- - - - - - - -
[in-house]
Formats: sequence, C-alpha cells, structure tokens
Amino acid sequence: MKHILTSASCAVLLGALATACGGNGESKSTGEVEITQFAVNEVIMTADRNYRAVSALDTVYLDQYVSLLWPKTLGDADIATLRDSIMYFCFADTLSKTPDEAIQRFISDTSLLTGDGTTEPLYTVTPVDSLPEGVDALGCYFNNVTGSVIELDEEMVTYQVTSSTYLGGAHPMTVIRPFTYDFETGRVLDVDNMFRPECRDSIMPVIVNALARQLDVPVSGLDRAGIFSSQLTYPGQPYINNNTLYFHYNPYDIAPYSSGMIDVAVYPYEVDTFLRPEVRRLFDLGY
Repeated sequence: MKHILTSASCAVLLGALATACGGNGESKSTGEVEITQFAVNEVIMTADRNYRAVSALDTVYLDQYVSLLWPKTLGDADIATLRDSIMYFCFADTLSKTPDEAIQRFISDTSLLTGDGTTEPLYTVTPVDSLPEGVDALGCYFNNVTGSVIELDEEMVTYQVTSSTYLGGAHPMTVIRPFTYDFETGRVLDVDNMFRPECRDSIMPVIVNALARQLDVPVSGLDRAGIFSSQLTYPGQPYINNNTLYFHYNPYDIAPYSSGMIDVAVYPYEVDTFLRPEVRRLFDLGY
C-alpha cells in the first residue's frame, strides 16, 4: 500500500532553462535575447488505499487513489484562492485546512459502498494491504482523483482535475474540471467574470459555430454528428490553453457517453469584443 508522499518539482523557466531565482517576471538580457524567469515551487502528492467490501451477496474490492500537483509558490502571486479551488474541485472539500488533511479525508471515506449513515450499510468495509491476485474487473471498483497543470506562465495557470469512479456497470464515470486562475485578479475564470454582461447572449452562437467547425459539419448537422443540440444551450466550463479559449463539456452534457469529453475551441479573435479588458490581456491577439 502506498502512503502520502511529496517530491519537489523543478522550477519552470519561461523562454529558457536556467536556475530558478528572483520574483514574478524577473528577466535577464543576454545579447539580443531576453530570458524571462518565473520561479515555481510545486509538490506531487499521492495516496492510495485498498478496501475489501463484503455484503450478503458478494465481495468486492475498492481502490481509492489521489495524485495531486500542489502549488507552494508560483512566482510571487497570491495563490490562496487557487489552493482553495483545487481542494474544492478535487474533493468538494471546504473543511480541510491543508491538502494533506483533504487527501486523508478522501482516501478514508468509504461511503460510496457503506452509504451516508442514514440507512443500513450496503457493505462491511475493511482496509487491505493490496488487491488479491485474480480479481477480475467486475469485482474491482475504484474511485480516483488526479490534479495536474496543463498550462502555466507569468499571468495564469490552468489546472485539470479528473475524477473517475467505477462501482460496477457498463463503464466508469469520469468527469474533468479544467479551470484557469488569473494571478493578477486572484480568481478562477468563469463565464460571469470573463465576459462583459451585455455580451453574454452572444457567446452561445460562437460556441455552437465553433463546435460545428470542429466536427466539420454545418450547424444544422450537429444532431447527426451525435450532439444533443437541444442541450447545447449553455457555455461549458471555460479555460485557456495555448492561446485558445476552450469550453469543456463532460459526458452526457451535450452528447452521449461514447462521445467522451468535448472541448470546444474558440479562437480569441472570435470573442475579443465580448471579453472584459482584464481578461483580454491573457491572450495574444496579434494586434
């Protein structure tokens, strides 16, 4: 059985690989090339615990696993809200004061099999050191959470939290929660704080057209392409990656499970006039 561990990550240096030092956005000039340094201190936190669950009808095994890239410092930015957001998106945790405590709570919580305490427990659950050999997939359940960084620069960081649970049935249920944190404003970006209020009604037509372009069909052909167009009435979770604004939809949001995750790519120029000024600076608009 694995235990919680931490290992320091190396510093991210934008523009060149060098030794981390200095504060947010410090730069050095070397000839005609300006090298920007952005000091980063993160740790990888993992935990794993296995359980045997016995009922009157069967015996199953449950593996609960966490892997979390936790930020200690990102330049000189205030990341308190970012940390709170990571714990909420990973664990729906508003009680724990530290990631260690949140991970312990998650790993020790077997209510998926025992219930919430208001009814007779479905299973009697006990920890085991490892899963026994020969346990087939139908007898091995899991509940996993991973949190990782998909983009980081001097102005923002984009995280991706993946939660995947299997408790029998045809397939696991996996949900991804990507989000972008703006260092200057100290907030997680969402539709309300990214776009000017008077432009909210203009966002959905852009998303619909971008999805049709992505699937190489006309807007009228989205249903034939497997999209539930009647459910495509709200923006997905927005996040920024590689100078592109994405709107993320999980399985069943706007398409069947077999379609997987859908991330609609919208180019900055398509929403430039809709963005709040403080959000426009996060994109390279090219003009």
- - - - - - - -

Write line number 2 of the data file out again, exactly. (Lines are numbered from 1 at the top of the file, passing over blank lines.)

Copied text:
Formats: sequence, C-alpha cells, structure tokens